The UN General Assembly is not prone to go on at length about the virtues of the private sector. So you only need to read the General Assembly’s resolution on the Sustainable Development Goals to know that there is a remarkable amount of enthusiasm at the moment for using public resources to promote private investment in the name of development. It is not a new agenda and comes with a track record of successes and failures. But greater flows of private capital to developing countries and growing constraints on traditional donor aid have raised the stakes for the intermingling of public and private resources.
All of this was on the table during this week’s CGD discussion with Philippe Le Houérou, the CEO of IFC, the private sector arm of the World Bank, which has been working in this space for over 60 years. Le Houérou’s remarks and the comments of our expert panel deserve careful consideration, so I encourage you to watch the full session here:
Here are my key takeaways, indicated in my opening remarks. The IFC has always faced three sets of challenges, which derive from the fact that, while it invests in private firms, it does so as a public investor with a public mandate. As any private investor, it has certain imperatives and challenges related to financial performance, which it has managed quite well over the years. The IFC has been profitable, maybe less so in recent years, but generally speaking, its financial performance has been strong.
But the trickier challenges derive from its public mandate: to allocate capital in the developing world in places, firms, and sectors where capital is particularly constrained; and to do so where there is strong evidence of positive externalities. For example, will the investment promote cleaner energy, gender inclusion, or broader financial intermediation in the economy?
All of this (generating a financial return, targeting capital constraints, and promoting externalities) is not easily done simultaneously, and when done successfully, it’s not easily demonstrated that it’s been done.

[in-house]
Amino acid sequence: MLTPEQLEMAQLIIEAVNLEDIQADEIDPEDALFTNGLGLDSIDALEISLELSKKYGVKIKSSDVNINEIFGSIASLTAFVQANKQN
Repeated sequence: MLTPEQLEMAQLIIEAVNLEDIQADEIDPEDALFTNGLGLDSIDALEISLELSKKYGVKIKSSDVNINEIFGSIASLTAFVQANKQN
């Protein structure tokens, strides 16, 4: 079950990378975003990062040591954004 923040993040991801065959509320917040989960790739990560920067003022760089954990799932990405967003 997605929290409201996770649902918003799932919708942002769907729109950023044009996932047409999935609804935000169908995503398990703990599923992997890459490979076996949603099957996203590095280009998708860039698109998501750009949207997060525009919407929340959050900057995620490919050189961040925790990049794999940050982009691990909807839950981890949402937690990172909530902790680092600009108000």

In this regard, Le Houérou’s remarks at CGD were striking. As we would expect from any IFC head, he was enthusiastic about his institution’s role in leveraging private capital and getting from billions to trillions of dollars for development. But he also presented a nuanced and critical judgment about the limitations of the IFC model to date, pointing to a number of ways it needs to change:
He embraced the role of blended finance, pointing to the new agreement between the IFC, MIGA, and IDA to jointly promote and finance private sector projects in low income countries.
He pointed to the need for stronger ex ante project assessments from a broader development perspective, highlighting the model pioneered by the EBRD, which relies on independent impact assessments and ratings for projects. He also acknowledged the risks of elevating financial performance above development impact, citing the problem of a firm-level investment that might have the effect of diminishing rather than promoting a competitive marketplace and thereby destroying jobs in the economy on a net basis.
Finally, as a long time World Bank senior manager, he embraced the need for greater integration of functions across the World Bank group, pointing to the instances where useful IFC firm and sector knowledge was unrecognized and unbidden by country and regional directors in the bank, who only had an economy-level view of things in their countries.
Le Houérou is still relatively new to the job, but the new IFC-MIGA-IDA window alone suggest a willingness to shake things up under his leadership. Can he use the IFC’s billions to deliver trillions for development? That may be setting the bar too high, but his agenda so far seems to be moving in the right direction.